EP REVIEW: ‘Everything Opposite’ by Simple Creatures

With this being their second release this year, it’s clear that Mark Hoppus and Alex Gaskarth are intending Simple Creatures to be more than just some sporadic side-project. Of course, that would read with a much more optimistic tone if the output was good, which up to now simply hasn’t been the case, given that Strange Love largely felt like a dumping ground for ideas that were probably too poppy or boring for either All Time Low or blink-182, even at their most poppy and boring. And yet, somehow people have bought into it enough to warrant another go-around, and even though this sort of entry-level alt-pop would be completely ignored without these two big names attached, Everything Opposite arrives as a second EP without much in the way in the prospect or hope going towards it. It’s not like this is going to be the sort of project blessed with a sudden surge of inspiration at the eleventh hour to fully turn it around, and off the back of Hoppus routinely being the weakest part of blink-182’s last album, the expectations of anything good with Everything Opposite are pretty diminished, to put it mildly.

It’s not like that’s a wrong assumption to make either; on the whole, this is somewhat of an improvement over Strange Love, but as far as presences within mainstream pop-rock go, Simple Creatures continue to prove just how unnecessary of a project this really is. They’re not adding anything substantive to the formula, and with the sheer amount of pointless decisions and botched executional tactics, it’s not even like this is an entertaining listen most of the time. It’s side-project status feels blatant, and when Hoppus and Gaskarth are seemingly leaning into that rather than trying to break it down, the results feel just as stagnant and stilted as they always have.

To be fair though, it’s easy enough to see where the improvements are present, especially when viewed back-to-back with its predecessor. Lyrically, there’s definitely more detail to songs like One Little Lie and NVM that at least makes it seem as though some effort has been put in (even if thematically they remain locked tight in the modern pop-rock framework), and a moments of instrumental flair and sparkle aren’t as restricted this time around. The snappy beat and deeper bass of One Little Lie and the smoother strut of Need Me pulling from modern indie-pop are likable, and even if there’s not too much innovative about them, the fact that they can generously be applied to a level of quality expected for a side-project is a start, regardless of how miniscule it is.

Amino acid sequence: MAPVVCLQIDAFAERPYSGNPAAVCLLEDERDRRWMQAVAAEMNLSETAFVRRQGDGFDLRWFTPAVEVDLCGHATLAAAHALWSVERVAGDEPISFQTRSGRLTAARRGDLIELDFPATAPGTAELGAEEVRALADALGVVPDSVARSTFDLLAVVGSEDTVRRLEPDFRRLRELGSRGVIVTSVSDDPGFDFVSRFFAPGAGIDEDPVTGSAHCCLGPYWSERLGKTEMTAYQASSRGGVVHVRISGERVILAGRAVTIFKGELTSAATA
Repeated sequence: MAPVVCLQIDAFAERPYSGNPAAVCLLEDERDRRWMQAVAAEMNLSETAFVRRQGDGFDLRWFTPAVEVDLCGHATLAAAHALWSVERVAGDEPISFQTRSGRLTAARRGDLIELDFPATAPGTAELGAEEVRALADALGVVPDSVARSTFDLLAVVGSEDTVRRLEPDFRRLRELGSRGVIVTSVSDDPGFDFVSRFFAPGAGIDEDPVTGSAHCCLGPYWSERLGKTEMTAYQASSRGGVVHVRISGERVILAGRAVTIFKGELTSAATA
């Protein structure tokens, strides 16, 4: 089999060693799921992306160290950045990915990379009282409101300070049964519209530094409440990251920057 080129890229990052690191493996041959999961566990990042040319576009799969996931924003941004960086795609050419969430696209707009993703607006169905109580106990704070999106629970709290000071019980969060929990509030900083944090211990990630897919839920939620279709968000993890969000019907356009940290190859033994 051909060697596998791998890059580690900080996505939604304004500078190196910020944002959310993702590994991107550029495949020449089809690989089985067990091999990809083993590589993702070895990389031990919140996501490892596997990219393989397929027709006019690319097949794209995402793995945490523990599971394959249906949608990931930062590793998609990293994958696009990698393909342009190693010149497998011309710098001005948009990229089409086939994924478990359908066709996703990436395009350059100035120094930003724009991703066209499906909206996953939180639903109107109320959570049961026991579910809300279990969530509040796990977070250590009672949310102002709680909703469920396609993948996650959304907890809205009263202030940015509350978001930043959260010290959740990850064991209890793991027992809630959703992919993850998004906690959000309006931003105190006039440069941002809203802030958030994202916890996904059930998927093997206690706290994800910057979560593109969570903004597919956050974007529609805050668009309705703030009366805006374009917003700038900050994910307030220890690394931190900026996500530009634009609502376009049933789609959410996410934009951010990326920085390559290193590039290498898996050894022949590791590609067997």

But when that’s the higher bar set by two renowned musicians who’ve achieved much, much more over the years, it’s still not even close to being a success, and factoring in basically everything else about Everything Opposite, it feels as though neither Hoppus nor Gaskarth are really trying all that hard to achieve much. Given how bored and monotone both of their vocal performances are throughout, it never feels like the pop vigour that both are so capable of was even included in the equation, but what’s even more striking is just how amateurish moments of this EP can feel. Sure, the intent to pair sharper alt-pop sounds with more of a rock roughness is understandable, but with how jammed together tracks like Special or Thanks, I Hate It can be, where smacking lumps of percussion clatter among an absolutely horrendous guitar tone that’s buzzed-out and discordant to the point of being unlistenable, it’s hard to even argue that that’s a cogent creative decision and not lacking in basic competence. The true nadir comes with The Wolf, an absolute wretched track without even a hint of form to its scuzzy synth grinds and lumbering guitars and percussion, feeling like pieces from the cutting room floor tossed together rather than assembled and left with polish not even given a second thought. It’s genuinely baffling how a track this messy can be left on a big, major label EP like this, but when quality control comes second to a couple of well-known names within the credits, the lack of care is at least straightforward to trace.

And that feels like the bottom line with Simple Creatures at this stage – Gaskarth and Hoppus know they’ve got the industry clout to put anything down and get away with it, and while the potential for any experimentation is noble, the fact that the results feel as slapdash as this shows how little worth is left in this project. There’s nothing that stands as superior here compared to so many others in their scene, and while flashes of quality are a more welcome concession that previous, they still can’t make up for an EP that, for the majority of the time, struggles to sound as though it’s even interested in arranging its ideas into a workable fashion. Right now, Simple Creatures remain one of the most unnecessary prospects within the poppier side of modern rock’s upper echelon, and when a vanity project can’t even be vain with some degree of conviction or intrigue, that pretty much just says it all.


For fans of: Waterparks, I Don’t Know How But They Found Me, blink-182
Words by Luke Nuttall

‘Everything Opposite’ by Simple Creatures is out now on BMG Rights Management.

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